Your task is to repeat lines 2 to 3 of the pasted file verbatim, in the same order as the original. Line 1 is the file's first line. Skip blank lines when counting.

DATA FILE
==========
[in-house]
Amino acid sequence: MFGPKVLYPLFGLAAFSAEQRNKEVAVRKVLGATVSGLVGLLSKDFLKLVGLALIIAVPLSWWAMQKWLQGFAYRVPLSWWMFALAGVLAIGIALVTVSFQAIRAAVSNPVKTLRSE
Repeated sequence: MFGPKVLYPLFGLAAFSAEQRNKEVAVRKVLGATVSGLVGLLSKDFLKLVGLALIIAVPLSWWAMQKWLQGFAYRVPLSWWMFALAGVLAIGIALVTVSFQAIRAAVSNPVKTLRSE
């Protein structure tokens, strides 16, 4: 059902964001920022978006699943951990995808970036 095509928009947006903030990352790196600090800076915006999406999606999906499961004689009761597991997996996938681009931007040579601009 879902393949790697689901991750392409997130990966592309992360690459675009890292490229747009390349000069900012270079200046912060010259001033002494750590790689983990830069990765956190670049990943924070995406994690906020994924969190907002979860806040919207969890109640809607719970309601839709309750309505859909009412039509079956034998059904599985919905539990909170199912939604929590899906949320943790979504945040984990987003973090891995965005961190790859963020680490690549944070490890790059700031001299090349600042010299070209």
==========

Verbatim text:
Amino acid sequence: MFGPKVLYPLFGLAAFSAEQRNKEVAVRKVLGATVSGLVGLLSKDFLKLVGLALIIAVPLSWWAMQKWLQGFAYRVPLSWWMFALAGVLAIGIALVTVSFQAIRAAVSNPVKTLRSE
Repeated sequence: MFGPKVLYPLFGLAAFSAEQRNKEVAVRKVLGATVSGLVGLLSKDFLKLVGLALIIAVPLSWWAMQKWLQGFAYRVPLSWWMFALAGVLAIGIALVTVSFQAIRAAVSNPVKTLRSE